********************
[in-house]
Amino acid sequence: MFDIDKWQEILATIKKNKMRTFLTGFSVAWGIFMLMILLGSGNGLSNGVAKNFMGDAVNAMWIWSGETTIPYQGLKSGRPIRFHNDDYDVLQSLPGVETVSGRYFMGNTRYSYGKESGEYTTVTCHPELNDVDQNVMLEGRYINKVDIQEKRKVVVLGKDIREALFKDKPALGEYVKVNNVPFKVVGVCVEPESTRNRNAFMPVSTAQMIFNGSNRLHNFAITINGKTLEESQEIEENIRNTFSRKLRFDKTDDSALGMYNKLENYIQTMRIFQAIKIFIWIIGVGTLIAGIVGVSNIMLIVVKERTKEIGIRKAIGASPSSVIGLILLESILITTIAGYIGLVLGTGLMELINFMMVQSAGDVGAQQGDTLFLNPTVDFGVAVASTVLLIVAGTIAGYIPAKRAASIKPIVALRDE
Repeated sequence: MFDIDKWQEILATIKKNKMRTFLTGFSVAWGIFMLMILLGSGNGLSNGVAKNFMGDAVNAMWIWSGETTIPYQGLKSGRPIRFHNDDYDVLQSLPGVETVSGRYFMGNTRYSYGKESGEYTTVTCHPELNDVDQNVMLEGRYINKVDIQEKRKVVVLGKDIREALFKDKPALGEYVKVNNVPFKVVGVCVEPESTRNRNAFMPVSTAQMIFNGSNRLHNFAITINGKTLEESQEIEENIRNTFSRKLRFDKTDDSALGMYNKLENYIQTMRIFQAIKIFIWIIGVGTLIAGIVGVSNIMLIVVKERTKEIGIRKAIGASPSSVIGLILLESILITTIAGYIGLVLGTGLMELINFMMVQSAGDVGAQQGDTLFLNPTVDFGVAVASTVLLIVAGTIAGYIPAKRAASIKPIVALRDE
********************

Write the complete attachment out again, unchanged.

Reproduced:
[in-house]
Amino acid sequence: MFDIDKWQEILATIKKNKMRTFLTGFSVAWGIFMLMILLGSGNGLSNGVAKNFMGDAVNAMWIWSGETTIPYQGLKSGRPIRFHNDDYDVLQSLPGVETVSGRYFMGNTRYSYGKESGEYTTVTCHPELNDVDQNVMLEGRYINKVDIQEKRKVVVLGKDIREALFKDKPALGEYVKVNNVPFKVVGVCVEPESTRNRNAFMPVSTAQMIFNGSNRLHNFAITINGKTLEESQEIEENIRNTFSRKLRFDKTDDSALGMYNKLENYIQTMRIFQAIKIFIWIIGVGTLIAGIVGVSNIMLIVVKERTKEIGIRKAIGASPSSVIGLILLESILITTIAGYIGLVLGTGLMELINFMMVQSAGDVGAQQGDTLFLNPTVDFGVAVASTVLLIVAGTIAGYIPAKRAASIKPIVALRDE
Repeated sequence: MFDIDKWQEILATIKKNKMRTFLTGFSVAWGIFMLMILLGSGNGLSNGVAKNFMGDAVNAMWIWSGETTIPYQGLKSGRPIRFHNDDYDVLQSLPGVETVSGRYFMGNTRYSYGKESGEYTTVTCHPELNDVDQNVMLEGRYINKVDIQEKRKVVVLGKDIREALFKDKPALGEYVKVNNVPFKVVGVCVEPESTRNRNAFMPVSTAQMIFNGSNRLHNFAITINGKTLEESQEIEENIRNTFSRKLRFDKTDDSALGMYNKLENYIQTMRIFQAIKIFIWIIGVGTLIAGIVGVSNIMLIVVKERTKEIGIRKAIGASPSSVIGLILLESILITTIAGYIGLVLGTGLMELINFMMVQSAGDVGAQQGDTLFLNPTVDFGVAVASTVLLIVAGTIAGYIPAKRAASIKPIVALRDE